. What constitutes an “unusual danger” at law?
The term unusual law comes from the common law test for the liability of am occupier. It mainly refers to an expected danger which the occupier of the land is conversant with or ought to know about. The question of unusual danger is dependent on the circumstances of the case. The question of whether there is danger or not ought to be assessed from the license point of view. There had been previous occasions where the supreme court of Canada had to decide whether the case meant the criteria of unusual danger. In the case of Ackerman V. The Wascana Centre Authority, 1997 CanLII 10879(SK. Q.B.) if the danger could have been prevented any precautions in place by Wascana center, then the members of the public, including Ackerman, would have been safe from such an accident. It is evident that the occupiers who are the management of Wascana were conversant with the fact that there was a danger that was likely to harm the visitors, but failed to have precautionary measures, such as having signs that could warn people of potential dangers while at the center. This qualifies to constitute of an unusual danger. From the case of Nelson v. J.H. Enterprises, 2015 SKPC 64 (CanLII), determined in paragraph 28, unusual danger is a relative term which depends on the kind of premises involved and the class of persons to which an invitee belongs.
From the case of Ackerman V. The Wascana Centre Authority, 1997 CanLII 10879(SK. Q.B.), it is manifest that the Wascana center of Authority, are the occupiers who are expected to have precautionary measures to protect the visitors. The public frequenting such a busy place is entitled to have been given precautions or other equally effective measures. Clearly, from the accident, the center failed to warn about hazards, leading to an accident to the plaintiff, where there were damages. However, the clients, on the other hand, were required to also be extra cautious and be careful when using Canoes, and in the event of having fun. This is since from the case, it can be determined that she also had a role to play in ensuring her safety, which she clearly did not adhere to.
From the case of Nelson v. J.H. Enterprises, 2015 SKPC 64, The Plaintiff, Jeff Nelson, accuses, J.H. Enterprises Limited of negligence, which led to him getting an accident and damage to his truck which cost him a lump sum in the repairs. This is another case of unusual damage since the defendant ought to have measures in place to ensure that the plaintiff was able to access the warehouse with guidance, since he was new to the warehouse, as compared to the defendant. The judge hence made a ruling, which required the defendant to pay for 80 % of the damage fee, since the defendant was greatly to blame, for ignorance and failure to offer proper guidance. The plaintiff was to pay for the 20% due to the fact that he also partially contributed to the damage by failing to pay extra attention and also failing to be on the lookout when engaging curves and the thin lanes within the warehouse.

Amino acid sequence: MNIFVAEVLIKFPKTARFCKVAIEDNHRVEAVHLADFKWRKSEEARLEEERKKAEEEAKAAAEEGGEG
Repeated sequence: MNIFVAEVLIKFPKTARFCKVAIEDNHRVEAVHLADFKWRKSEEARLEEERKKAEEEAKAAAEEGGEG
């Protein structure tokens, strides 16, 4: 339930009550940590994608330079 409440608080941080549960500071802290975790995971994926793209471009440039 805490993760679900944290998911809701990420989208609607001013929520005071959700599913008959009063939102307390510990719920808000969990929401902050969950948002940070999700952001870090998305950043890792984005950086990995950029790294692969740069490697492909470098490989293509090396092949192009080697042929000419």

The third example is the Thompson v Harris, 1970 Can LII 618(Sk. Q.B.) case, where the plaintiff sues the defendant for damages as a result if injuries that were sustained when she tripped and fell in the defendant’s premises. However, in this case, it is apparent that it could just be a case of an accident, since the premises were rented, where the plaintiff tripped and fell injuring her self. As a result, “The plaintiff’s claim stands were dismissed with taxed costs to the defendants (Thompson v Harris, 1970 Can LII 618(Sk. Q.B.) at paragraph 36).
In my view, the case of Barb does not meet the criteria of unusual danger. As much as the Barb got injuries from the dog, it is evident that the dog had not adopted to the new environment, an issue that could not be blamed on Catherine or Barb. It is also ostensible the dog was learning to familiarize himself with the new family and was interacting with young kids, where the injuries could be defined as caused by accident. However, the Catherine is to partially blame for the accident, since she was the adult and had the made of keeping an eye on the children and ensuring that they were safe from any injuries within her house. She ought to have contacted Madison’s parents and informed them of the new dog. She also needed to have put measures in place, especially after realizing that she had a visitor who was not familiar with the new dog. Nevertheless, in conclusion, this case cannot be considered as an unusual danger.
Ackerman V. The Wascana Centre Authority, 1997 CanLII 10879 (SK. Q.B.)
Nelson v. J.H. Enterprises, 2015 SKPC 64 (CanLII)
Thompson v Harris, 1970 Can LII 618 (Sk. Q.B.)